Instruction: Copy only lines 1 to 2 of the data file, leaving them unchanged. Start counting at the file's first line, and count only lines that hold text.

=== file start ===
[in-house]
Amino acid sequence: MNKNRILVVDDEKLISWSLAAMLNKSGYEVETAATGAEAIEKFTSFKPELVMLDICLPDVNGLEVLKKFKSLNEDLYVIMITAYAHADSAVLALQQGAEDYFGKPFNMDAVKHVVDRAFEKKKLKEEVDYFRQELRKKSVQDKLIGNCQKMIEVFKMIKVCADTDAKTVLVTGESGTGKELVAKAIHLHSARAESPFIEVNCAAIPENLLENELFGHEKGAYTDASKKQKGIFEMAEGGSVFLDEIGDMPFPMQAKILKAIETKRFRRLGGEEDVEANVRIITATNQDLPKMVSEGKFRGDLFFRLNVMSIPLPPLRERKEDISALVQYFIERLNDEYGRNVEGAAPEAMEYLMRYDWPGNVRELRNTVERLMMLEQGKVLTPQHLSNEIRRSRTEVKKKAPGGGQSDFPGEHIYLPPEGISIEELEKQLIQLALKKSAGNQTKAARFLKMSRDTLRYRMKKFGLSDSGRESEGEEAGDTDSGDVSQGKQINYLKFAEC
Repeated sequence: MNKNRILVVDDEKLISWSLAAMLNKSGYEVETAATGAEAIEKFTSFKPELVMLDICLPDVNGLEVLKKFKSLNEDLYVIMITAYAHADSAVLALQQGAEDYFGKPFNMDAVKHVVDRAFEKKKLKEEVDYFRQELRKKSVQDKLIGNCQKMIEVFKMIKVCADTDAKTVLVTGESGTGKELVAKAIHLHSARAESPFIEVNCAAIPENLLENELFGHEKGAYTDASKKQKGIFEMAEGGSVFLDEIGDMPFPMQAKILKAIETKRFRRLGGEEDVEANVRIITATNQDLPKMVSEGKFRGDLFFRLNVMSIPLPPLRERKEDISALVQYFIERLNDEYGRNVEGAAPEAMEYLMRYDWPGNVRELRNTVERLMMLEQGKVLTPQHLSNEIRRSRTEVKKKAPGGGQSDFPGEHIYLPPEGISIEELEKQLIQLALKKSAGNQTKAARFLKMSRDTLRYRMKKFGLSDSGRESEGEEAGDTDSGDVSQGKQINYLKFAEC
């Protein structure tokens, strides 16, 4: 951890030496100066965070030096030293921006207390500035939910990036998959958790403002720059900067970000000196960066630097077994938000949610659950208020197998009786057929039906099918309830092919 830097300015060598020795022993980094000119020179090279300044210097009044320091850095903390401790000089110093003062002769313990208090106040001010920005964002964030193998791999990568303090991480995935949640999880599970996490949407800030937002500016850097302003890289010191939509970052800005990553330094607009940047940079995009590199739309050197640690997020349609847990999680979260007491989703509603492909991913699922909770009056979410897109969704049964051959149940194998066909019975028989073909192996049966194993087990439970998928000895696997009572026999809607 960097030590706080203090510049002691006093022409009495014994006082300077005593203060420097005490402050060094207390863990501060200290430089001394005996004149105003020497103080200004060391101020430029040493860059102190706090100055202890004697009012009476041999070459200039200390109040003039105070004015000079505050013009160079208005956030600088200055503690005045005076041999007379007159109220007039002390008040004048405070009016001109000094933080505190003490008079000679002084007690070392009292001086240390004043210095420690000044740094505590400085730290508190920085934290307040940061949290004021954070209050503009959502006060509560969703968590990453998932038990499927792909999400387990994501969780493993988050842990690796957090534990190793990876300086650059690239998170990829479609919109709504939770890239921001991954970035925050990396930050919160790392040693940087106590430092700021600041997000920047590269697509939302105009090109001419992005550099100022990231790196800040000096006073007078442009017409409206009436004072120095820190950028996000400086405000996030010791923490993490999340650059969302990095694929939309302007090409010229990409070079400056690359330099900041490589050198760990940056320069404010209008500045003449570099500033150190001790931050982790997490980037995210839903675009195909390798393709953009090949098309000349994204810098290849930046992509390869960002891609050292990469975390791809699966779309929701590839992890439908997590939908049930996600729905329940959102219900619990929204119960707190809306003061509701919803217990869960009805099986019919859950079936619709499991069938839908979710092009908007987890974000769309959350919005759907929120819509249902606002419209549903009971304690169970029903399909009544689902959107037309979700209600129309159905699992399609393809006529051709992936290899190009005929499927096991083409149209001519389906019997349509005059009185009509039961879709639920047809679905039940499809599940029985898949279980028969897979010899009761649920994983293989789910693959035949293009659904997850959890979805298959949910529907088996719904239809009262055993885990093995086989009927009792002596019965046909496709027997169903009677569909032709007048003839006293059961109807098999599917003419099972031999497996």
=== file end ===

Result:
[in-house]
Amino acid sequence: MNKNRILVVDDEKLISWSLAAMLNKSGYEVETAATGAEAIEKFTSFKPELVMLDICLPDVNGLEVLKKFKSLNEDLYVIMITAYAHADSAVLALQQGAEDYFGKPFNMDAVKHVVDRAFEKKKLKEEVDYFRQELRKKSVQDKLIGNCQKMIEVFKMIKVCADTDAKTVLVTGESGTGKELVAKAIHLHSARAESPFIEVNCAAIPENLLENELFGHEKGAYTDASKKQKGIFEMAEGGSVFLDEIGDMPFPMQAKILKAIETKRFRRLGGEEDVEANVRIITATNQDLPKMVSEGKFRGDLFFRLNVMSIPLPPLRERKEDISALVQYFIERLNDEYGRNVEGAAPEAMEYLMRYDWPGNVRELRNTVERLMMLEQGKVLTPQHLSNEIRRSRTEVKKKAPGGGQSDFPGEHIYLPPEGISIEELEKQLIQLALKKSAGNQTKAARFLKMSRDTLRYRMKKFGLSDSGRESEGEEAGDTDSGDVSQGKQINYLKFAEC